As Nunavut turns 20, Inuit rethink their own governance

Nunavut’s progress has been marred by missed deadlines and slow starts caused by unproductive discussions, backsliding and funding disputes. What can be done?


Children ride on an ATV with an elder just outside of Rankin Inlet on Canada Day 2018. (Cody Punter)

It was around midnight on Dec. 15, 1991, when a tray of chicken salad sandwiches arrived at the boardroom on Parliament Hill. Around the U-shaped table, Inuit leaders and federal and territorial government officials were on hour 15 of their 80th day of hammering out plans that would result in the formation of Nunavut. “We were all frayed and nerves were jumpy,” recalls Malachi Arreak, an Inuit negotiator who was then in his 20s. “Inuit were starting to show their warrior side toward government, something we had never done previously. That comes out in life-and-death situations, where survival is the only priority.”

On one side of the table was Tom Siddon, then minister of Indian affairs and northern development, and federal civil servants; on the other, Inuit elders and negotiators, along with officials from the Northwest Territories. The breakthrough came at around 12:40 a.m., when all parties agreed to the timing for a new eastern Arctic territory and to work on a political accord for a Nunavut government. Cheers erupted and everyone stood and shook hands, says Arreak—some more vigorously than others.

“It was like seeing the camp after you’ve been in the woods hunting for a week,” says the 54-year-old from his home in Pond Inlet in northern Baffin Island. “It was like constant, non-stop work. You’re carrying all this meat, but then you see the camp and you no longer feel tired. You feel rejuvenated.”

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April 1, 2019, will mark the 20th anniversary of Nunavut being added to the map of Canada. That triumphant moment came six years after the Nunavut Land Claims Agreement received royal assent, fulfilling a long-time dream for the Inuit of the eastern Arctic by recognizing their land rights, granting political control and setting the road map for the formation of a new territorial government.

But over the past two decades, the initial euphoria among Inuit for Nunavut has faded. Many aspects of the ambitious project remain unfulfilled, leading many Inuit, who make up 85 per cent of the population, to doubt they can still realize their aspirations through the territorial public government.

Nunavut Tunngavik Inc. (NTI), an organization responsible for ensuring the other levels of government fulfill promises made under the 1993 settlement, is now considering an alternative path. In October, its board passed a resolution to explore potential models for Inuit self-government. “We’re being reflective: what are ways in which we can ensure Inuit needs and points of view are being looked at and engaged in, not in a superficial way?” says Aluki Kotierk, the president of NTI. “Is there a better way in which we can serve Inuit? If the territorial public government isn’t meeting the needs of Inuit, is there another way in which we can do that?”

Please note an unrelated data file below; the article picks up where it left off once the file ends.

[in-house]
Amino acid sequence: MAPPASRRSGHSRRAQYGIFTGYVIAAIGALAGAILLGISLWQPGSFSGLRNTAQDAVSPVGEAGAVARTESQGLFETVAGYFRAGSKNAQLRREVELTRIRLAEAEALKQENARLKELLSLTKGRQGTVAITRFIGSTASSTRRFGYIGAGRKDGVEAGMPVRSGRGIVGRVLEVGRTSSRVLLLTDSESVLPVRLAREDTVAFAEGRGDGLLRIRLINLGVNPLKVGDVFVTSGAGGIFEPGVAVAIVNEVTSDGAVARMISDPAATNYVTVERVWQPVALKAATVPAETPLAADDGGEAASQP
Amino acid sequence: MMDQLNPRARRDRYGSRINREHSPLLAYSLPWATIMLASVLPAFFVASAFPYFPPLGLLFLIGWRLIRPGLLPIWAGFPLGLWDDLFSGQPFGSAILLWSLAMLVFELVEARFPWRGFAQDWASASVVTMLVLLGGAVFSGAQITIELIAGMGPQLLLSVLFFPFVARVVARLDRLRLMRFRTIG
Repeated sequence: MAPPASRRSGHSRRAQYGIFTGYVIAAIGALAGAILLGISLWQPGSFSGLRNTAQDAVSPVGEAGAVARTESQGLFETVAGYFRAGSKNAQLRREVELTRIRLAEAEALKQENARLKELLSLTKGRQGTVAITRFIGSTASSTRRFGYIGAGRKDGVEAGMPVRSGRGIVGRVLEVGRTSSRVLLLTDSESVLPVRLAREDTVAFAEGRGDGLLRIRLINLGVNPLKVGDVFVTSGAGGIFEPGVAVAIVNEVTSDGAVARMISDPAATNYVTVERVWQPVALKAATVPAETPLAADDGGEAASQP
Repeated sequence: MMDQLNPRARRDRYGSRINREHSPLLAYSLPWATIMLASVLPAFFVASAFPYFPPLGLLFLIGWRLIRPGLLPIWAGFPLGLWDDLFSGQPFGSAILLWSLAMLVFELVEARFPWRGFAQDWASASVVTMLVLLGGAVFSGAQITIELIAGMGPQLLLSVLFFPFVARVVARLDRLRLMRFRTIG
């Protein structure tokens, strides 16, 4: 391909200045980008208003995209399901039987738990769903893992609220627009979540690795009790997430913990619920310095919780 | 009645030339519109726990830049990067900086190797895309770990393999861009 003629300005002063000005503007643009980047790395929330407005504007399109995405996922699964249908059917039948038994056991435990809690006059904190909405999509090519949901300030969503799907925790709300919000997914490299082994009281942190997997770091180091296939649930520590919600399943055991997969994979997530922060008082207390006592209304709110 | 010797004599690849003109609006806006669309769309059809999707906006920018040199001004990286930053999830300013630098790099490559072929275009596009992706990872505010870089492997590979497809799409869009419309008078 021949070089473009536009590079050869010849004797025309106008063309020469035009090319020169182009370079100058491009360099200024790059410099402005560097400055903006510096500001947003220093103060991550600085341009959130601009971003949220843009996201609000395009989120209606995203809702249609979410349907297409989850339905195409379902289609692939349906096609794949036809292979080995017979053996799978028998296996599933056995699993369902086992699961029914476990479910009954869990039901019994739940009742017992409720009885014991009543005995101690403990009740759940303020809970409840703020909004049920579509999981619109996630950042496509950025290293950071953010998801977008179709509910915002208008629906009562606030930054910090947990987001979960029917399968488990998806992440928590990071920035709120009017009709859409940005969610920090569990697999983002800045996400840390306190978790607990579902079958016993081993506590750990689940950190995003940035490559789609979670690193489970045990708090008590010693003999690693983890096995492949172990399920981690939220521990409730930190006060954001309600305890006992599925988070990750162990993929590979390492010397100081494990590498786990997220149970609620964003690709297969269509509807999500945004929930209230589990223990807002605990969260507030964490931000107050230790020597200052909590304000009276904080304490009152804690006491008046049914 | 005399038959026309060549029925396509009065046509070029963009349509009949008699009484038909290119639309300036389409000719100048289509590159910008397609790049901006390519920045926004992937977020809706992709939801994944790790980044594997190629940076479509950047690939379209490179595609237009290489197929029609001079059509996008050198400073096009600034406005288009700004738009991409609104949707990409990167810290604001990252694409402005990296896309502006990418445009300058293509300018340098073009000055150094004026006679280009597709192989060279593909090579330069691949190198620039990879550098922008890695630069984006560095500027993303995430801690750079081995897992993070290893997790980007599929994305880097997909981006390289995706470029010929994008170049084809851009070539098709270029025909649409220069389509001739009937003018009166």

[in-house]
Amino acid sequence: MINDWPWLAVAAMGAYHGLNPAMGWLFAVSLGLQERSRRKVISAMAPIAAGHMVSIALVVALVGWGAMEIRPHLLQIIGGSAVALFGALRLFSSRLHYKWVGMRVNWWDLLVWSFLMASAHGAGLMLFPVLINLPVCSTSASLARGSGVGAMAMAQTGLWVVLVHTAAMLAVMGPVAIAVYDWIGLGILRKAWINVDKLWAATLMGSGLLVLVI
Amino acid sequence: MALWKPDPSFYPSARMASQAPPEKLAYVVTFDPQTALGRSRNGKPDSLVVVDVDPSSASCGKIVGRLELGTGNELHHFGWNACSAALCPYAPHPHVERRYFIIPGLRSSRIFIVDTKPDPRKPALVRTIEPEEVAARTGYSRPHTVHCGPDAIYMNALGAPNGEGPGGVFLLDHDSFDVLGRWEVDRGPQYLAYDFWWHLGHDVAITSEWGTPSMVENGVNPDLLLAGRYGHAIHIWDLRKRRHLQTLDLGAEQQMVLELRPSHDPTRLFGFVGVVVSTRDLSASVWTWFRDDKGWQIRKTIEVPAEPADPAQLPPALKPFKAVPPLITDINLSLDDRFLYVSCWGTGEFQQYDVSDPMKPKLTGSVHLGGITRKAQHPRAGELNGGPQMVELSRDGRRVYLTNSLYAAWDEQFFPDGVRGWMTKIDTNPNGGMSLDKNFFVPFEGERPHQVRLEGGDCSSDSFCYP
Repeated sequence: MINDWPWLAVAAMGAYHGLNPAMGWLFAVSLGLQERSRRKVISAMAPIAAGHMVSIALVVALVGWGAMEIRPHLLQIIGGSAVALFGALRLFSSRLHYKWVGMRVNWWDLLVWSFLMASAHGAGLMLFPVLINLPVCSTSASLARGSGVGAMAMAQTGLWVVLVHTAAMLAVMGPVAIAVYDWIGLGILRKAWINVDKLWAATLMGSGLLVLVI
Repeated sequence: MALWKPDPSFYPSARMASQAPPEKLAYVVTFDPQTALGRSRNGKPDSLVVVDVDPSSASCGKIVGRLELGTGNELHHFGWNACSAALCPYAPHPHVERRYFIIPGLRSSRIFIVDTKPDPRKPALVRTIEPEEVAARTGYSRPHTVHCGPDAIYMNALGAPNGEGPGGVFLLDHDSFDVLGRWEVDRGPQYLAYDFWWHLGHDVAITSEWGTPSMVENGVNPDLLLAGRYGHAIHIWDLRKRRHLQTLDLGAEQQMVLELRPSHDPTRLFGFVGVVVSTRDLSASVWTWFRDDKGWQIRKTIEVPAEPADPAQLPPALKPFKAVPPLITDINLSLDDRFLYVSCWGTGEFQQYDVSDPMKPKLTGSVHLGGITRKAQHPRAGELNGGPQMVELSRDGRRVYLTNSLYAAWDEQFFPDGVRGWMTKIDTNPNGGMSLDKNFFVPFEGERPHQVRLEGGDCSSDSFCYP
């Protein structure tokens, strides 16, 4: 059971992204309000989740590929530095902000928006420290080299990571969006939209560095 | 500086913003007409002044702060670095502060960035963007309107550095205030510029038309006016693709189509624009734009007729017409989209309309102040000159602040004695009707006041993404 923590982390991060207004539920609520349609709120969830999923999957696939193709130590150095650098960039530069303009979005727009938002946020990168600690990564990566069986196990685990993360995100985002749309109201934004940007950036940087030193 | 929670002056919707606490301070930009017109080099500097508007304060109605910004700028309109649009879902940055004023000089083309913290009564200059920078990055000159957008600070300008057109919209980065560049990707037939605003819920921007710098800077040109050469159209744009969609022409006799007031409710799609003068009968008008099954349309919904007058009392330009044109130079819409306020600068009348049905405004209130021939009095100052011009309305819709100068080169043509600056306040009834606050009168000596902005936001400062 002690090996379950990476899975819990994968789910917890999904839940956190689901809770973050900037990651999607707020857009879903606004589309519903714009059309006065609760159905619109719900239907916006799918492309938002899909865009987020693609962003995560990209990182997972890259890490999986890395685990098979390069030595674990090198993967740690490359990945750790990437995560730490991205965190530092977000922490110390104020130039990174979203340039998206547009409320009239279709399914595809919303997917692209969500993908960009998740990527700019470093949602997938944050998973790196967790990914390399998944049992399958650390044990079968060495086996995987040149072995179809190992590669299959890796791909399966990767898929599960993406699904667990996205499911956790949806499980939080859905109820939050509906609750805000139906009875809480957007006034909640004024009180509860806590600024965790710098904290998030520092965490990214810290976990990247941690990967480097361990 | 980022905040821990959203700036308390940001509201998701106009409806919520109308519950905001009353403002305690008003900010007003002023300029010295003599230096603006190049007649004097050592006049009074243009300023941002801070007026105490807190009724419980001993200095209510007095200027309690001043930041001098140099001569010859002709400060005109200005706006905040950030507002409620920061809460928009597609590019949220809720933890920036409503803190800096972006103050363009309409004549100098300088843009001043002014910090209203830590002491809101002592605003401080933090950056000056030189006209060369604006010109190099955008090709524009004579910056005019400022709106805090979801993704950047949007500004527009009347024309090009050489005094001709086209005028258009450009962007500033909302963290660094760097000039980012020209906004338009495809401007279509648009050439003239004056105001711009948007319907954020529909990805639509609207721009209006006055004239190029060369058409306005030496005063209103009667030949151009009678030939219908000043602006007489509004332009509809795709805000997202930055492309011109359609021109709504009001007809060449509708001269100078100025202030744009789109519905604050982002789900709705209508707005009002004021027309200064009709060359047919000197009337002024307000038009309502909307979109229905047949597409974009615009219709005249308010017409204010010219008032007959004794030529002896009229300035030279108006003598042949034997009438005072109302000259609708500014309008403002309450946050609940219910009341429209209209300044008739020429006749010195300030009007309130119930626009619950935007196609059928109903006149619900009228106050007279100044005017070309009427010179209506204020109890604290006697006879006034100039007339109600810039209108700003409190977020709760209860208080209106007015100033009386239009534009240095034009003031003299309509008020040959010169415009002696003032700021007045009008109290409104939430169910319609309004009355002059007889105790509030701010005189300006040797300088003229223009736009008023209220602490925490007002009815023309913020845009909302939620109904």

At the centre of their concerns: employment, language and education. The historic agreement stipulates that the majority of government employees be Inuit, but Kotierk says that’s still not the case. “It’s been stagnant at 50 per cent, and the vast majority of Inuit who are employed are in administrative-level positions.” The agreement, if fully implemented, was supposed to ensure Inuit “would be in control and in a position to influence how programs and services would develop for Inuit,” she says.

Issues around language rights have added to the sense of powerlessness. Inuktitut is the mother tongue of 70 per cent of Nunavut’s population, but it’s been slowly declining, with each census showing English being used in more Nunavummiut homes. Most teachers in Nunavut’s schools do not speak Inuktitut, and last year, the territorial government proposed a controversial bill that would have delayed rolling out Inuktitut instruction to 2030. It failed, but raised anxiety among Inuit for the survival of their language and culture. “Children should be able to go to school and learn in their language from materials that are relevant to their lives,” says Kotierk. “At this point, that’s not happening.”

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There are some signs of change. A record-high 93 students—many of them Inuit—are enrolled in a Nunavut teacher training college, with 23 expected to graduate this year. But Kotierk says this still doesn’t meet the need, while the broader task of implementing all 42 articles of the Nunavut Land Claims Agreement has been aptly characterized by former Nunavut commissioner Ann Meekitjuk Hanson as being “as daunting as the opportunities have been promising.”